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German novelist, poet, and dramatist; b. at Breslau, 24 January, 1798; d. in that city, 12 February, 1880. He abandoned first agriculture and then law for the stage for which he early exhibited a great fondness. Having married Louise Rogee, an actress playing in Breslau, he became connected with the theatre of that city, but changed this residence for Berlin when his wife obtained an engagement there at the court theatre. After her death (1825) he led the life of a wandering rhapsodist, giving dramatic readings at Paris and various other cities. In 1829 he married a second time, his wife being Julie Holzbecher, an actress. He appeared on the stage in different towns, until he accepted the directorship of the newly established German theatre at Riga in 1837. But the next year, his wife having died, he resumed his wandering life as dramatic reader until he settled down in Graz, residing in the house of one of his daughters, who was married there. Here he remained until 1870, when he returned to his native city, where he enjoyed extraordinary popularity. Failing health induced him to take up his abode in the convent of the Brothers of Mercy, where he died.
Holtei's writings are very numerous and include dramas, lyrics and novels. He introduced the vaudeville into Germany. Of his plays, forty-six in number, the best known are "Der alte Feldherr" (1829), "Lenore" (1829), "Ein Trauerspiel in Berlin" (1838), and "Lorbeerbaum und Bettelstab" (1840). Of his novels, the first to appear was "Die Vagabunden" (1852); among those that followed the best are "Christian Lammfell" (1853) and "Der letzte Komödiant" (1863). Of his lyric poems the most popular are the collection entitled "Schlesische Gedichte" (Berlin, 1830, 20th ed., 1893), written in Silesian dialect. Holtei also wrote an autobiography "Vierzig Jahre" (Berlin and Breslau, 1843-50), with a supplement "Noch ein Jahr in Schlesien" (Breslau, 1864). A complete collection of his dramas was published at Breslau, 1845 (final edition, 6 vols., Breslau, 1867). The novels and stories were collected and published under the title "Erzählungen" (Breslau, 39 vols., 1861-66).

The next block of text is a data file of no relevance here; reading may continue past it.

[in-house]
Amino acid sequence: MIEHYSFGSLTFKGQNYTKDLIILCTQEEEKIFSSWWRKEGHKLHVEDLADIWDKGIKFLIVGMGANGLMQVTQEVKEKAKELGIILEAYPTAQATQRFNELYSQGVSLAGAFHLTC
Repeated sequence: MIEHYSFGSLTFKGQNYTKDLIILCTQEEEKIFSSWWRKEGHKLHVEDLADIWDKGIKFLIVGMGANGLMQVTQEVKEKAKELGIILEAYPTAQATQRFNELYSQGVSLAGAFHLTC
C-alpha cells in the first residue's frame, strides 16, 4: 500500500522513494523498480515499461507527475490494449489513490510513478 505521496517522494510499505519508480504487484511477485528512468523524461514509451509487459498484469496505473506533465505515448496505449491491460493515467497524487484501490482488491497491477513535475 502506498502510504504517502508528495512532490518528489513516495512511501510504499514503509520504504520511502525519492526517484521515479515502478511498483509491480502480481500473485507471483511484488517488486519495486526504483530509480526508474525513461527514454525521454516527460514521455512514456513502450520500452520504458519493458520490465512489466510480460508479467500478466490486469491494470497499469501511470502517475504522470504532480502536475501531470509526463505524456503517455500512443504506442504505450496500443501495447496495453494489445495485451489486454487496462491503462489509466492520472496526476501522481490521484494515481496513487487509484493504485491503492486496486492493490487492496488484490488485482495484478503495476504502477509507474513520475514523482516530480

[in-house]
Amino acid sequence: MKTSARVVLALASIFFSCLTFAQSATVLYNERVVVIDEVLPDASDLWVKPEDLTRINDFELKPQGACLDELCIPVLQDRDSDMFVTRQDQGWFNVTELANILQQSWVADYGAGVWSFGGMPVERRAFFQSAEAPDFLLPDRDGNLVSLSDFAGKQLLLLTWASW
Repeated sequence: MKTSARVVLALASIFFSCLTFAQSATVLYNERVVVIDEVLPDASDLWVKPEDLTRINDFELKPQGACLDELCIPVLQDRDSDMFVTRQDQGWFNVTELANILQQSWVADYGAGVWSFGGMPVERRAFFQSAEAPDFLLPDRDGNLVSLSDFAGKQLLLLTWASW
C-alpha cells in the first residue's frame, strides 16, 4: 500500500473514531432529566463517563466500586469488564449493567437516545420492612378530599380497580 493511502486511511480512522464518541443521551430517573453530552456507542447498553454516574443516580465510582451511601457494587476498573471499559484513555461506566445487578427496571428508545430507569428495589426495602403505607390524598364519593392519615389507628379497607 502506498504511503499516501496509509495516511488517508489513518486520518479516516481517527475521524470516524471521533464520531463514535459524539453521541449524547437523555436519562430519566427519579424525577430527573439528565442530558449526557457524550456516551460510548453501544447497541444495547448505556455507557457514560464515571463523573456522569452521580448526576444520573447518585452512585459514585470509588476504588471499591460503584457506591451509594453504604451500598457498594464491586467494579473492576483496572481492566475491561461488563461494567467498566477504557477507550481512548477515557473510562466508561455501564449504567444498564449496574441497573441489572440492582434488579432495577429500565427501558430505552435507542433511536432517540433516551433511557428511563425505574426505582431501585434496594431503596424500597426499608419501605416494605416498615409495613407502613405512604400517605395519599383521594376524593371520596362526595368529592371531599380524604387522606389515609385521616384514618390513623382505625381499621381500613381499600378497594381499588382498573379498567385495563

Consult the autobiography; see also KURNICK, K. v. H., ein Lebensbild (Breslau, 1880); LANDAU, Karl von Holteis Romane (Leipzig, 1904); WEHL, Zeit und Menschen (Altona, 1889).
APA citation. (1910). Karl von Holtei. In The Catholic Encyclopedia. New York: Robert Appleton Company. http://www.newadvent.org/cathen/07397b.htm
MLA citation. "Karl von Holtei." The Catholic Encyclopedia. Vol. 7. New York: Robert Appleton Company, 1910. <http://www.newadvent.org/cathen/07397b.htm>.
Transcription. This article was transcribed for New Advent by Don Ross.
Ecclesiastical approbation. Nihil Obstat. June 1, 1910. Remy Lafort, S.T.D., Censor. Imprimatur. +John Cardinal Farley, Archbishop of New York.
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